We characterized the systolic and diastolic blood pressures of 10-week-old males from 15 inbred mouse strains and found that blood pressures among strains were continuously distributed and that strain C3H/HeJ had the lowest mean systolic and diastolic pressure (100.5 ± 3.2 and 66.8 ± 3.5 mmHg), and a strain with obesity and diabetes, NZO/HILtJ, had the highest (132.4 ± 3.1 and 86.6 ± 6.9 mmHg). To understand the relationship of blood pressure with insulin resistance and obesity, we produced F1 and F2 progeny from reciprocal crosses of NZO, the strain with obesity, diabetes, and high blood pressure, and the strain with the lowest blood pressures, C3H/HeJ. Mean systolic pressures of 10-week-old (NZO × C3H)F1 and (C3H × NZO)F1 males were similar to each other (114.9 ± 3.8 and 117.2 ± 5.0 mmHg) and were intermediate to those of the parental strains. Systolic pressure of F2 males (n = 223) was distributed normally about the mean, suggesting that blood pressure is a polygenic trait. The body mass index (BMI) and plasma insulin levels of F2 progeny correlated significantly and positively with plasma leptin levels, suggesting that obesity is associated with insulin resistance. In contrast, systolic pressure did not correlate with BMI, plasma leptin levels, and plasma insulin levels, suggesting that genes underlying the development of hypertension in this intercross are not associated with the development of obesity and insulin resistance. Our results demonstrate that the progeny of NZO and C3H intercrosses are a practical and powerful tool for identifying blood pressure genes and for understanding human polygenic hypertension.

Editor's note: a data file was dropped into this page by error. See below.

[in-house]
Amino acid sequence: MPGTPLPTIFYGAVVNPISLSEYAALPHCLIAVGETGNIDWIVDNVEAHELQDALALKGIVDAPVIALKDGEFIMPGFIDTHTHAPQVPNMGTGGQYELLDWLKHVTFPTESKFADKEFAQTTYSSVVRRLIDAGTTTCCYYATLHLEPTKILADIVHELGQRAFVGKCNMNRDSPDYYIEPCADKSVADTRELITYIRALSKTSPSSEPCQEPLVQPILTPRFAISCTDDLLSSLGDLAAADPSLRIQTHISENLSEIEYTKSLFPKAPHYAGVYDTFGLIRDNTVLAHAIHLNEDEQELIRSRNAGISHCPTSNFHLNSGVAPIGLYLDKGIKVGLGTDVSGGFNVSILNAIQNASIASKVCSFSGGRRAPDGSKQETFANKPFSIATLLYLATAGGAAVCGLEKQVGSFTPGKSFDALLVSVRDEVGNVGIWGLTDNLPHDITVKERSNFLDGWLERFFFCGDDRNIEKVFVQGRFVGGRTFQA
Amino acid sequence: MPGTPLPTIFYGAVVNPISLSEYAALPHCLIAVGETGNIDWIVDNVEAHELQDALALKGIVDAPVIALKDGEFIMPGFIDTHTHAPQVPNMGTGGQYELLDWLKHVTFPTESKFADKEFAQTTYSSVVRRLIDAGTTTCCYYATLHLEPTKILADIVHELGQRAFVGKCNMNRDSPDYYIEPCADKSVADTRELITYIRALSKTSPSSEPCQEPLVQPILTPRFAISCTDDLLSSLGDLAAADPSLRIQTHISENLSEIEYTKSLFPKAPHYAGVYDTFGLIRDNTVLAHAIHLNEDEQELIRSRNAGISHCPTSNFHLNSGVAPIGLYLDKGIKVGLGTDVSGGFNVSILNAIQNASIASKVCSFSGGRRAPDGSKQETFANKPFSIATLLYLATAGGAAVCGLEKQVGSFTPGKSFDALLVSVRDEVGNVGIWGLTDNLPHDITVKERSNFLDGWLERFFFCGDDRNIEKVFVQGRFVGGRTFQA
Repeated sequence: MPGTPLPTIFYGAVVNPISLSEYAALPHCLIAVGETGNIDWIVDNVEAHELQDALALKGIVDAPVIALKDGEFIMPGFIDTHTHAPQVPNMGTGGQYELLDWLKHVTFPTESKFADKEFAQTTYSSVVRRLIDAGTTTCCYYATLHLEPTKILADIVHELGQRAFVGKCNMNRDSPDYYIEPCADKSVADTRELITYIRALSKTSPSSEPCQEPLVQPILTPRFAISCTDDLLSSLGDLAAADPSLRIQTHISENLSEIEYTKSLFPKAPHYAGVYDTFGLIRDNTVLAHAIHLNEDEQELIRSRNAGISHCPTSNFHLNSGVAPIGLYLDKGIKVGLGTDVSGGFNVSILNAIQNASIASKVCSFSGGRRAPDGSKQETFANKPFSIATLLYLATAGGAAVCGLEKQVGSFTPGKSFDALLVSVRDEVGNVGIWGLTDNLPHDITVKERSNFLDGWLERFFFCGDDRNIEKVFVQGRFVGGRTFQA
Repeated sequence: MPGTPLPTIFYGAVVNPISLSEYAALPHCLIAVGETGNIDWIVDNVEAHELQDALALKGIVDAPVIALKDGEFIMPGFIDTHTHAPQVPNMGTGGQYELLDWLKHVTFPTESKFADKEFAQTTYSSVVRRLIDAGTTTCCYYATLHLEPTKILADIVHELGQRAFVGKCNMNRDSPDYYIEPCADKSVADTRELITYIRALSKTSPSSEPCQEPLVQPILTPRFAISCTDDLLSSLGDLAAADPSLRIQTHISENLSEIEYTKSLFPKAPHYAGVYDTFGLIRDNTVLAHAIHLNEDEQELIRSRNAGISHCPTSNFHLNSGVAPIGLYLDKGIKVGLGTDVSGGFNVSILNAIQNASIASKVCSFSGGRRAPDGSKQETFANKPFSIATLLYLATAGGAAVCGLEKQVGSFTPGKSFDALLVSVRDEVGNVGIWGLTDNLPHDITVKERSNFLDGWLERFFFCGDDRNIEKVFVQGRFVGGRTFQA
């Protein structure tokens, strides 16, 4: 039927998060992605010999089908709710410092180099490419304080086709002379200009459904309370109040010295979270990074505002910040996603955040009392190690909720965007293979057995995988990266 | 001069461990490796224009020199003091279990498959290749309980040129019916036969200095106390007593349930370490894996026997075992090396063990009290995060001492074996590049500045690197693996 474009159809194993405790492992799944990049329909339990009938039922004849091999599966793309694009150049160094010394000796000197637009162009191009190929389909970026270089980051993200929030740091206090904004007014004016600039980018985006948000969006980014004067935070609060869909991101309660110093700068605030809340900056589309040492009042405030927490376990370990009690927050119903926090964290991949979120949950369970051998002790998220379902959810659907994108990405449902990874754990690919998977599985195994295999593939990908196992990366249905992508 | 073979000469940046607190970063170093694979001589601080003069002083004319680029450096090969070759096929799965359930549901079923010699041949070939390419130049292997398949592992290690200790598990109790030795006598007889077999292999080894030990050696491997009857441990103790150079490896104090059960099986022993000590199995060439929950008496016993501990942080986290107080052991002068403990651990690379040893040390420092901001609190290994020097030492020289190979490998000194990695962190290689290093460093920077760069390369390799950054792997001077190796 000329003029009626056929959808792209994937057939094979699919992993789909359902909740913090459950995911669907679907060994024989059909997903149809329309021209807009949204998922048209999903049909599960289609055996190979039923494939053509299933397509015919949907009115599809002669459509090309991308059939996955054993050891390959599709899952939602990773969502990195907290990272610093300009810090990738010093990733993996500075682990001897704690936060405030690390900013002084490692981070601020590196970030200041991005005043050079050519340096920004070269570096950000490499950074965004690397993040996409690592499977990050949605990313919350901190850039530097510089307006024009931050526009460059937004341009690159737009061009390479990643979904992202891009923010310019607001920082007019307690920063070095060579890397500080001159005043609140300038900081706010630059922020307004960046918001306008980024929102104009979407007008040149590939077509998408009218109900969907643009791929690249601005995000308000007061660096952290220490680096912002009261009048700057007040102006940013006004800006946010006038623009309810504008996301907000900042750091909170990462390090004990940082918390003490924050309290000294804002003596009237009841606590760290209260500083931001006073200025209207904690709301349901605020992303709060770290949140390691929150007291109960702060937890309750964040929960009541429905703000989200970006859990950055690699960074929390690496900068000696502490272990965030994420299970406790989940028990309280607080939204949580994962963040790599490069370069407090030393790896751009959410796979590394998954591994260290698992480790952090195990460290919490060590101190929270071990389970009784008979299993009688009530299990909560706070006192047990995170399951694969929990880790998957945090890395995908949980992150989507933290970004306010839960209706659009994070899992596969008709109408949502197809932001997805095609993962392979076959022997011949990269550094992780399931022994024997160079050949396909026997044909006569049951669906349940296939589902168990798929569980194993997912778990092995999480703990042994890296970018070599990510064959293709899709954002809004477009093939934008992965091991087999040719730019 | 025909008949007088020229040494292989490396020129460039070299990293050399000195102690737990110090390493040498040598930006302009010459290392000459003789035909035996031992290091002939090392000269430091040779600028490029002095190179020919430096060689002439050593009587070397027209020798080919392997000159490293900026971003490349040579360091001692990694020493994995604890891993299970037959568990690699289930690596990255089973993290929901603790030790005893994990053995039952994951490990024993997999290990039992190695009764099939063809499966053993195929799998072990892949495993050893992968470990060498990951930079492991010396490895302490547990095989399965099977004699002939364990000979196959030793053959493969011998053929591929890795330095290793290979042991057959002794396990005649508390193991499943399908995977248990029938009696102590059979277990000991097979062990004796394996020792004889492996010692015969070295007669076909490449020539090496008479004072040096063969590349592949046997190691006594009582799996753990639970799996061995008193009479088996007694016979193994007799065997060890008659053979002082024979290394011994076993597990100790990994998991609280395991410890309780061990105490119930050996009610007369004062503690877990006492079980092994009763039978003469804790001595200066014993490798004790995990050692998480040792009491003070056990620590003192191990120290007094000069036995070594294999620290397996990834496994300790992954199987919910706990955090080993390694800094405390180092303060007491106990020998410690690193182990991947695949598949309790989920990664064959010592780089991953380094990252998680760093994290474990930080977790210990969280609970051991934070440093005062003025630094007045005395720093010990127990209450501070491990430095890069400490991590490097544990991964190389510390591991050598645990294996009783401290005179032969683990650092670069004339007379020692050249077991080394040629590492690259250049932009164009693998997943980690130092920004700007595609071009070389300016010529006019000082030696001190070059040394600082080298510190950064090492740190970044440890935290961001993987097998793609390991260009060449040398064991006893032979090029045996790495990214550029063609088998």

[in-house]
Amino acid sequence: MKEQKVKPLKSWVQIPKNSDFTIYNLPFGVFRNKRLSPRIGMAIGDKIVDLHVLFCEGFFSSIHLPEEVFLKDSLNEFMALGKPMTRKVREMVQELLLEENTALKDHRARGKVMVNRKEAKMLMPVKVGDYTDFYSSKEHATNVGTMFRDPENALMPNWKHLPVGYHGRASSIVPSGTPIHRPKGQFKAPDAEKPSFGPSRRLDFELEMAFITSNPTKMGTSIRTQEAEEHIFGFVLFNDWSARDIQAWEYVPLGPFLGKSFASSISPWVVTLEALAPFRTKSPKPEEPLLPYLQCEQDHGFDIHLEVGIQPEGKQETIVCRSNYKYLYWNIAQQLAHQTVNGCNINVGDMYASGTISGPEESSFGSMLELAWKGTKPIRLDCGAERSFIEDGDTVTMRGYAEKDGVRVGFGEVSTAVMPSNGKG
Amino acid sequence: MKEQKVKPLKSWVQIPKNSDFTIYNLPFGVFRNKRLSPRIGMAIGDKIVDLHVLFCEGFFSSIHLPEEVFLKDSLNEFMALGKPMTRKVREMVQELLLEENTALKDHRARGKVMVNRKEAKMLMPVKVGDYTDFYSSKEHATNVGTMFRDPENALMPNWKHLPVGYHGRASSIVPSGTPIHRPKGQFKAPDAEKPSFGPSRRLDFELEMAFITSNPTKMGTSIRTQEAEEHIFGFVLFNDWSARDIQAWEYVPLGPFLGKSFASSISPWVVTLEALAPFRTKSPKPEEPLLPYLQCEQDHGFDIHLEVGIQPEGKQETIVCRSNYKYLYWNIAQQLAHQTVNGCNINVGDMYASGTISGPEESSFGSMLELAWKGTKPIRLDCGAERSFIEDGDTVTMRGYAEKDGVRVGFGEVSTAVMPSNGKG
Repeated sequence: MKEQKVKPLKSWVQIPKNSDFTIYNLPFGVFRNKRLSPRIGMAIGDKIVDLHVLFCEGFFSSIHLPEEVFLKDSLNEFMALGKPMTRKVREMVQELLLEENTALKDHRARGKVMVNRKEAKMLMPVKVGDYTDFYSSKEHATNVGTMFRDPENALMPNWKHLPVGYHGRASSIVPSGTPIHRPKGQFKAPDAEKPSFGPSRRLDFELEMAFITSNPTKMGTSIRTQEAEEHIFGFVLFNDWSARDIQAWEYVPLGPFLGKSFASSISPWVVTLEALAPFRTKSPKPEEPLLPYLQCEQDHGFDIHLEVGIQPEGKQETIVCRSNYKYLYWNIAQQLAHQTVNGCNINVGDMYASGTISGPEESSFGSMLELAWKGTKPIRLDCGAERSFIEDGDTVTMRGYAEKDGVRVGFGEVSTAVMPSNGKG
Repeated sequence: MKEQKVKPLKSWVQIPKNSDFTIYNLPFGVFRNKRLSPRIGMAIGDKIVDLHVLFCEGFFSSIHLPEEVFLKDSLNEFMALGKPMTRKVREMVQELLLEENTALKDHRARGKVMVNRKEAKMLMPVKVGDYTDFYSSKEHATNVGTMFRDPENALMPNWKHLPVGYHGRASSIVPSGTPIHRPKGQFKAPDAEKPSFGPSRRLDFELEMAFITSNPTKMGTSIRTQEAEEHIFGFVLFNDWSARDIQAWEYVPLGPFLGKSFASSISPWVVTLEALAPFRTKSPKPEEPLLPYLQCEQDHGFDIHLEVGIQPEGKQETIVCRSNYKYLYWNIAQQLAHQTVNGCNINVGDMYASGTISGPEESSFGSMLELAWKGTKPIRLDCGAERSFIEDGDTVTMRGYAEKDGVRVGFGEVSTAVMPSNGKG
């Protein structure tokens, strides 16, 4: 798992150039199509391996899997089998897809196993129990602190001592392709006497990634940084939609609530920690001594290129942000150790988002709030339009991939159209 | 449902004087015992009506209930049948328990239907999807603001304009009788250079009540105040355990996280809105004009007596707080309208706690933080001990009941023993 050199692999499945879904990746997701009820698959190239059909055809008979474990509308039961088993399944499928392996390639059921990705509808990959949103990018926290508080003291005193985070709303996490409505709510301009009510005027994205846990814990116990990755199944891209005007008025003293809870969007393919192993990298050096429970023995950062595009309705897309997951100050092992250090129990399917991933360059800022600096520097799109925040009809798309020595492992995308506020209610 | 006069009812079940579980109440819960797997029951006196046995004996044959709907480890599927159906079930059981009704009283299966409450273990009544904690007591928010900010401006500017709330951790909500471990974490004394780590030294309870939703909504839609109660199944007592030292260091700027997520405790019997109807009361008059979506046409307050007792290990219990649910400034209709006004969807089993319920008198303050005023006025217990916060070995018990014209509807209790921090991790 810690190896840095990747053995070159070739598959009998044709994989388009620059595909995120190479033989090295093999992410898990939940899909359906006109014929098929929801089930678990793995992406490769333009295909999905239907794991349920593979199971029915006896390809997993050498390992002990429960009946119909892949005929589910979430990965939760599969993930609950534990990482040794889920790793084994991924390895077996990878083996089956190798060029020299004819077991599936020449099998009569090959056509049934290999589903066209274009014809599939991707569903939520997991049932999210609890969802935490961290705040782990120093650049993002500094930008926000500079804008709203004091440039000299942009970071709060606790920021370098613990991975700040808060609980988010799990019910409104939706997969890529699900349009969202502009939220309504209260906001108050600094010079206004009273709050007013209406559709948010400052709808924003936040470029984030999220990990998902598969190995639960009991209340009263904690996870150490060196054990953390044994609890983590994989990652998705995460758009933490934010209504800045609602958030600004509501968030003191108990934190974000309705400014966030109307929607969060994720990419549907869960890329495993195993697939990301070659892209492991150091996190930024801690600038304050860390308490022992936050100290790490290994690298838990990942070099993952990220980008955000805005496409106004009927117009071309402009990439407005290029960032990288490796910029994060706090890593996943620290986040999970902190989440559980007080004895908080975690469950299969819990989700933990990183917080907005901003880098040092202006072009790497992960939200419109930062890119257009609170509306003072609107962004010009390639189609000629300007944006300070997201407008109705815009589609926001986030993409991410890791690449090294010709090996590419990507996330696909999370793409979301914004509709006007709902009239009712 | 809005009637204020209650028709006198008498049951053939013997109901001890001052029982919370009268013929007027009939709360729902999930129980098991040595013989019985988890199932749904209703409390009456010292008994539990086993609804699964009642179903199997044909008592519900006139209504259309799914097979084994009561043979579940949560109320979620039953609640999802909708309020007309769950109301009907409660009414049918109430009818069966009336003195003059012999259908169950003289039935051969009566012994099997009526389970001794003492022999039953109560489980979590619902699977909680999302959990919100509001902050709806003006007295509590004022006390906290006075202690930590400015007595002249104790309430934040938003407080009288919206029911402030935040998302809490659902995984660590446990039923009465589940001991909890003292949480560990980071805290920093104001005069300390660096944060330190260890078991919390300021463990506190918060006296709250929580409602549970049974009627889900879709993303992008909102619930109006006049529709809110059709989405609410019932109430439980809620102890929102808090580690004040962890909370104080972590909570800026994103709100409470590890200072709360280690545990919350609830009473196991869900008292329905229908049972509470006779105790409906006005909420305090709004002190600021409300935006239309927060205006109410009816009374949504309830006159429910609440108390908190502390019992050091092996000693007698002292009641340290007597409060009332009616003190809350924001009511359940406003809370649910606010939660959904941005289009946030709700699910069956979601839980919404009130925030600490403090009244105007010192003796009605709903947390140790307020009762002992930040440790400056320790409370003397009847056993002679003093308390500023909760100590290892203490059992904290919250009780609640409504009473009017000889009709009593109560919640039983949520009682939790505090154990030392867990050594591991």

Mammalian Genome – Springer Journals
Published: Jan 1, 2004
It’s your single place to instantly
discover and read the research
that matters to you.
Enjoy affordable access to
over 18 million articles from more than
15,000 peer-reviewed journals.
All for just $49/month
Query the DeepDyve database, plus search all of PubMed and Google Scholar seamlessly
Save any article or search result from DeepDyve, PubMed, and Google Scholar... all in one place.
Get unlimited, online access to over 18 million full-text articles from more than 15,000 scientific journals.
Read from thousands of the leading scholarly journals from SpringerNature, Elsevier, Wiley-Blackwell, Oxford University Press and more.
All the latest content is available, no embargo periods.
“Hi guys, I cannot tell you how much I love this resource. Incredible. I really believe you've hit the nail on the head with this site in regards to solving the research-purchase issue.”Daniel C.
“Whoa! It’s like Spotify but for academic articles.”@Phil_Robichaud
“I must say, @deepdyve is a fabulous solution to the independent researcher's problem of #access to #information.”@deepthiw
“My last article couldn't be possible without the platform @deepdyve that makes journal papers cheaper.”@JoseServera